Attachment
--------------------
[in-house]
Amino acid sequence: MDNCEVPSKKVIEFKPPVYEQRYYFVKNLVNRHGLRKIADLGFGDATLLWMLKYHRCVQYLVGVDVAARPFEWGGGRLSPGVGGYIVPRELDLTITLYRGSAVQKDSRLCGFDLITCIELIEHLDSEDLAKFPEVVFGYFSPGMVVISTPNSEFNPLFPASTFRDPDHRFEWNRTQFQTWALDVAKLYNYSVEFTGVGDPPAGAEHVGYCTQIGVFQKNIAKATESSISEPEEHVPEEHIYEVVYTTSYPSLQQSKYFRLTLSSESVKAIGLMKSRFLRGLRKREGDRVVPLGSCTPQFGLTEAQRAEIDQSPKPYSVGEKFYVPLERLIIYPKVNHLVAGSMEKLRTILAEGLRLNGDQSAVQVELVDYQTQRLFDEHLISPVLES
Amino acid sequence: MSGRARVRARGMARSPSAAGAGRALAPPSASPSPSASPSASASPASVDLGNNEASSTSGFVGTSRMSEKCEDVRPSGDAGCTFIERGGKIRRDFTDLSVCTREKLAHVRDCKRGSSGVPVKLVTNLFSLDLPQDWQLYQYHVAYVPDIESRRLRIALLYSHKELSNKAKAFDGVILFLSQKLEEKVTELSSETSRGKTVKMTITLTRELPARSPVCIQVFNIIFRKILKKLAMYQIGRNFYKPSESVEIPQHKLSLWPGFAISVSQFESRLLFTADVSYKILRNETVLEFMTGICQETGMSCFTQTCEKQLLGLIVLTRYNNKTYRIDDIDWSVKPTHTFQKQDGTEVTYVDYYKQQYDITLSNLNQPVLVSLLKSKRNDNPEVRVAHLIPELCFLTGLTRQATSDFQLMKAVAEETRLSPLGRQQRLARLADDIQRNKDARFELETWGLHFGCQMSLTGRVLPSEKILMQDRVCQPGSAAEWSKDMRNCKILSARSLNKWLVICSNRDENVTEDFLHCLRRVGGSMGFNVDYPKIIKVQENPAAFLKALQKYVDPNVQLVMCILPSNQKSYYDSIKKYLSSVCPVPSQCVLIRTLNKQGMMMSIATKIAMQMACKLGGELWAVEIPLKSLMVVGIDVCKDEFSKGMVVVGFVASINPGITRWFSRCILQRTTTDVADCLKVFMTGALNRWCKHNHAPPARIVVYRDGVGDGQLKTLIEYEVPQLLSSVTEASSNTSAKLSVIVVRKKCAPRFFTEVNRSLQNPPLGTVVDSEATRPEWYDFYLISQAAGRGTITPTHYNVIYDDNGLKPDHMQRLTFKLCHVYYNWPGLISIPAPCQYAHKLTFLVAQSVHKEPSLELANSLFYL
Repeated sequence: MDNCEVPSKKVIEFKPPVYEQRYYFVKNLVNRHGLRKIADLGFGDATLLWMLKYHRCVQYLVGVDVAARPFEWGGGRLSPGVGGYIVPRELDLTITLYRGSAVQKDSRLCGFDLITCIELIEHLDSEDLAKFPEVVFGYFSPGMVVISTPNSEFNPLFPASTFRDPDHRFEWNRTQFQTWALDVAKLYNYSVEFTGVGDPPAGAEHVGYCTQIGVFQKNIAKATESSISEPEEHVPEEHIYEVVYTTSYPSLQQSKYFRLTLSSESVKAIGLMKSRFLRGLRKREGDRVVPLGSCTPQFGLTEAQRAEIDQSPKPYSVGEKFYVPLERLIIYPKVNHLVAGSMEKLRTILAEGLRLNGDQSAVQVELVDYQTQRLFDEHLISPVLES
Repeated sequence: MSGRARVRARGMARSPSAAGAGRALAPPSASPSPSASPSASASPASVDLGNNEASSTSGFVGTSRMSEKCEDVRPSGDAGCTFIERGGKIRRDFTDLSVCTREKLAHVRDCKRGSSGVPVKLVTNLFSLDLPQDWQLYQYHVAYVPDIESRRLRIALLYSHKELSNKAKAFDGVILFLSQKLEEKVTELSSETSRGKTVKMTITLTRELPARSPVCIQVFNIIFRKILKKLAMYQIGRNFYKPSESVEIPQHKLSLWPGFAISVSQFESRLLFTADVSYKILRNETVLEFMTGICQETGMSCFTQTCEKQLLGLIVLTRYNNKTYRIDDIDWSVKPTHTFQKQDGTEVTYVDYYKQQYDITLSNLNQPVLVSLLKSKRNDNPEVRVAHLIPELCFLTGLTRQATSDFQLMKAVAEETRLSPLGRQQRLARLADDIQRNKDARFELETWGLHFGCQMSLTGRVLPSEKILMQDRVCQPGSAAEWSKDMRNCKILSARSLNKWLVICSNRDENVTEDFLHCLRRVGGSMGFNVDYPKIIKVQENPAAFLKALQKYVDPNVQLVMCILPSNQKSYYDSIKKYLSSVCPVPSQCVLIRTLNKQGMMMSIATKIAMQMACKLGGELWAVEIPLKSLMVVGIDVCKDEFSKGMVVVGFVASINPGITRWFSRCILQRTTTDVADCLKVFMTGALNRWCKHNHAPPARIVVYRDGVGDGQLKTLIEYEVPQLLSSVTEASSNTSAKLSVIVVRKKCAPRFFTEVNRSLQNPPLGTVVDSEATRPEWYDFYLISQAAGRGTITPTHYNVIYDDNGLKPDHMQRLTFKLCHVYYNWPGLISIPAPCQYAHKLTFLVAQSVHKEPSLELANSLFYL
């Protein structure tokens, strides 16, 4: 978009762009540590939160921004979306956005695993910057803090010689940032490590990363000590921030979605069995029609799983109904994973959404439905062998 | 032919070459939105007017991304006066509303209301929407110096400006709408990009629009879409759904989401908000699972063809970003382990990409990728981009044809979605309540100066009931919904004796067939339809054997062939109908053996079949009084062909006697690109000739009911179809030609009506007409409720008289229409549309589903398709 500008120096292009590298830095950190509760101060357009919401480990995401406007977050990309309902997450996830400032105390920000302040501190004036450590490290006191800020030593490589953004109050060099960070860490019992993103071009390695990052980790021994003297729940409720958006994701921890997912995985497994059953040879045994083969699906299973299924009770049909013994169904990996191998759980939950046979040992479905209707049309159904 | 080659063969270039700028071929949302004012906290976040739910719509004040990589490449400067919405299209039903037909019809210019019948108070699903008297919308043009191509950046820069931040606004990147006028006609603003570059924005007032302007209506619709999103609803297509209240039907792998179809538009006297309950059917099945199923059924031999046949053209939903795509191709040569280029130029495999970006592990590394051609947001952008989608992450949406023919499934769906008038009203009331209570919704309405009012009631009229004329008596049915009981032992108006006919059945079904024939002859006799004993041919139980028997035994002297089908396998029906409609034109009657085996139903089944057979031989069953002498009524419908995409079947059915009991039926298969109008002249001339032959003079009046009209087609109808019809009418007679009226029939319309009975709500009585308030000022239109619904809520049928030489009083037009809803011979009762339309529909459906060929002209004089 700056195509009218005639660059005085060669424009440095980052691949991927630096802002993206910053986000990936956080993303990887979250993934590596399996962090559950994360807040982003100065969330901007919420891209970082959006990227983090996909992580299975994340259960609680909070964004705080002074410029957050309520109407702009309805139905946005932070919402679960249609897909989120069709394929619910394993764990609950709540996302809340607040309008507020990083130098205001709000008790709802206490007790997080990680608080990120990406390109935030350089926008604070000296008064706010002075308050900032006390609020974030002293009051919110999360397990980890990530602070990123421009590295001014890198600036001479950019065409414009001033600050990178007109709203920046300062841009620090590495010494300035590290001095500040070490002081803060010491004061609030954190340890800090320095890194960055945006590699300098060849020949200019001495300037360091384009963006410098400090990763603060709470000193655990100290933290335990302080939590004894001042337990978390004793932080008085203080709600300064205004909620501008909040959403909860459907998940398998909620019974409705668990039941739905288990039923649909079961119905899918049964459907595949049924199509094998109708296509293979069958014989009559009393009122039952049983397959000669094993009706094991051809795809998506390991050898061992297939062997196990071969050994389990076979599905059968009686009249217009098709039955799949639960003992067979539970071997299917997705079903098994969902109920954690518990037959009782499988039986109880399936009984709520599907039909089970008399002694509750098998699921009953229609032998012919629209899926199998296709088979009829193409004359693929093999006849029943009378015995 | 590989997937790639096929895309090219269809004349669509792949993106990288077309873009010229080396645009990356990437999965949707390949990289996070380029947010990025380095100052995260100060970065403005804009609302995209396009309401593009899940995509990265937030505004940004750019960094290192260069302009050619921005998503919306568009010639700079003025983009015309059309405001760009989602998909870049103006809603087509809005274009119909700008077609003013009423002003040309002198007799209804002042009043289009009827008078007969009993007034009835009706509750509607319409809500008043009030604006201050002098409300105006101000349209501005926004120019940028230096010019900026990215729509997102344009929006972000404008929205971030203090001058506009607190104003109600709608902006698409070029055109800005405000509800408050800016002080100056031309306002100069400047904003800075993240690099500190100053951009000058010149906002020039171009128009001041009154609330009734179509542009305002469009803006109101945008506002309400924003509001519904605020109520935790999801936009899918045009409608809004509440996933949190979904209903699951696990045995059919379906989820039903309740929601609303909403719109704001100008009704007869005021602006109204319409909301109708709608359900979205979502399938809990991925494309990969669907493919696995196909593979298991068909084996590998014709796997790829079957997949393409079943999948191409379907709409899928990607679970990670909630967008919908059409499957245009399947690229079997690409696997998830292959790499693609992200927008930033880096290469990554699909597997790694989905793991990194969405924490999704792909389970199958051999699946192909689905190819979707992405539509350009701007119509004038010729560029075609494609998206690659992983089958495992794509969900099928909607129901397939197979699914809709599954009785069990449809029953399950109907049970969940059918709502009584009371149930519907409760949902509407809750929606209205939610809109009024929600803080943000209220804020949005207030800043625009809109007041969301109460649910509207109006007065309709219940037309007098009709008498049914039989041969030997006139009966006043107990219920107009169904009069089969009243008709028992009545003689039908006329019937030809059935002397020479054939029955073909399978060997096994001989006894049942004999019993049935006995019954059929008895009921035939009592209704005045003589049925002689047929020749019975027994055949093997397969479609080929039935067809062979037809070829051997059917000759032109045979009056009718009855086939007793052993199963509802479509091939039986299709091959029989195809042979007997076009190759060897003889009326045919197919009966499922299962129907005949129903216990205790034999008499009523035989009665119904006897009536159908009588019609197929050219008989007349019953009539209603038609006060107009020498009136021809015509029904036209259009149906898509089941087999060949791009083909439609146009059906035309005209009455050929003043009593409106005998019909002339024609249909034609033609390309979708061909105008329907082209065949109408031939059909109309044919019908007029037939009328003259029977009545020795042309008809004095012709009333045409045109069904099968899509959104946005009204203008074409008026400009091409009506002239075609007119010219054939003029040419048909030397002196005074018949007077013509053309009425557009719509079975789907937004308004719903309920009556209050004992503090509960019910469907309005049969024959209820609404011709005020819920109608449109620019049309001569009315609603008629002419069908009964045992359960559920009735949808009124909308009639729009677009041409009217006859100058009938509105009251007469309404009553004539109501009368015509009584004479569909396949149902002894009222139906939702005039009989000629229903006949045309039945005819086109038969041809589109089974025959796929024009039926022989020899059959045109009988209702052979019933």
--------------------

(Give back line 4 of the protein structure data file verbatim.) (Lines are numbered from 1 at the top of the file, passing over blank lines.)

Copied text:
Repeated sequence: MDNCEVPSKKVIEFKPPVYEQRYYFVKNLVNRHGLRKIADLGFGDATLLWMLKYHRCVQYLVGVDVAARPFEWGGGRLSPGVGGYIVPRELDLTITLYRGSAVQKDSRLCGFDLITCIELIEHLDSEDLAKFPEVVFGYFSPGMVVISTPNSEFNPLFPASTFRDPDHRFEWNRTQFQTWALDVAKLYNYSVEFTGVGDPPAGAEHVGYCTQIGVFQKNIAKATESSISEPEEHVPEEHIYEVVYTTSYPSLQQSKYFRLTLSSESVKAIGLMKSRFLRGLRKREGDRVVPLGSCTPQFGLTEAQRAEIDQSPKPYSVGEKFYVPLERLIIYPKVNHLVAGSMEKLRTILAEGLRLNGDQSAVQVELVDYQTQRLFDEHLISPVLES